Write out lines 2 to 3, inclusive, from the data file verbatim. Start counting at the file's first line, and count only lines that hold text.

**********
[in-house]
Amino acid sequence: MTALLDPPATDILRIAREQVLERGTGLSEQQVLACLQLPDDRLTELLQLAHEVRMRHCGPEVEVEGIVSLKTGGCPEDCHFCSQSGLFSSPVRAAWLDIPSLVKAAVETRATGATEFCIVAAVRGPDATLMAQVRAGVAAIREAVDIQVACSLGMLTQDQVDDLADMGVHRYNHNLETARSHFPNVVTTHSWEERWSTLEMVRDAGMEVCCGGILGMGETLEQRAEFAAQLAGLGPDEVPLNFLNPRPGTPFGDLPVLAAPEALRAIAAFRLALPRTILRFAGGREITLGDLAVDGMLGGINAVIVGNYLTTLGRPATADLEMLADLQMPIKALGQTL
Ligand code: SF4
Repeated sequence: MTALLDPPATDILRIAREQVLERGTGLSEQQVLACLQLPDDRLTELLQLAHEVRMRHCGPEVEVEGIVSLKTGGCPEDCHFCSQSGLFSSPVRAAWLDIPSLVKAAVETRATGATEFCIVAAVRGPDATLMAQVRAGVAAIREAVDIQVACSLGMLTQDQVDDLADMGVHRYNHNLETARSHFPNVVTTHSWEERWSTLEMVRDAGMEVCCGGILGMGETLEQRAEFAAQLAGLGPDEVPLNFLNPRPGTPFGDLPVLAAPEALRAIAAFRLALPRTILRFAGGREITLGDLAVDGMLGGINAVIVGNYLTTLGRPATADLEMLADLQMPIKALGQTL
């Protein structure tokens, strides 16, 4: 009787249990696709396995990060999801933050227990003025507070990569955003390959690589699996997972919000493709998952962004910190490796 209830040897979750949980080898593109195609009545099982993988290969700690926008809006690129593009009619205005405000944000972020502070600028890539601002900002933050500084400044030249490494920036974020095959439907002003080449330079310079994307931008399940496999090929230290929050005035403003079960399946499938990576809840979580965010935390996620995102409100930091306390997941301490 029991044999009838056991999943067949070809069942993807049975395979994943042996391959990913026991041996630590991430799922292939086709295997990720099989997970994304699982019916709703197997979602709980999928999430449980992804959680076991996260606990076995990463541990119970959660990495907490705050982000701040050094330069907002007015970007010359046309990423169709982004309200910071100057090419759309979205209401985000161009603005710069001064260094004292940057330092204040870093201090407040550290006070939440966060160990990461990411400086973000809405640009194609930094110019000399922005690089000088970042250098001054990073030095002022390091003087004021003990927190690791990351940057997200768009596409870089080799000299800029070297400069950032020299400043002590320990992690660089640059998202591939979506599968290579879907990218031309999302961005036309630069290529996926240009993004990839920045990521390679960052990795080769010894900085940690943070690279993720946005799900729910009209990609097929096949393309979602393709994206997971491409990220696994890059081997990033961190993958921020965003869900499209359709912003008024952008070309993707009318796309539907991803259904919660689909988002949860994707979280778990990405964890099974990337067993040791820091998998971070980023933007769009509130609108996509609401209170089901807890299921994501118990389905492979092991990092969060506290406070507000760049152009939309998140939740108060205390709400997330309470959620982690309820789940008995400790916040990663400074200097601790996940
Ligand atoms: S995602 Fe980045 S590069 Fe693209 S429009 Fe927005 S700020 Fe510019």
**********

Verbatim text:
Amino acid sequence: MTALLDPPATDILRIAREQVLERGTGLSEQQVLACLQLPDDRLTELLQLAHEVRMRHCGPEVEVEGIVSLKTGGCPEDCHFCSQSGLFSSPVRAAWLDIPSLVKAAVETRATGATEFCIVAAVRGPDATLMAQVRAGVAAIREAVDIQVACSLGMLTQDQVDDLADMGVHRYNHNLETARSHFPNVVTTHSWEERWSTLEMVRDAGMEVCCGGILGMGETLEQRAEFAAQLAGLGPDEVPLNFLNPRPGTPFGDLPVLAAPEALRAIAAFRLALPRTILRFAGGREITLGDLAVDGMLGGINAVIVGNYLTTLGRPATADLEMLADLQMPIKALGQTL
Ligand code: SF4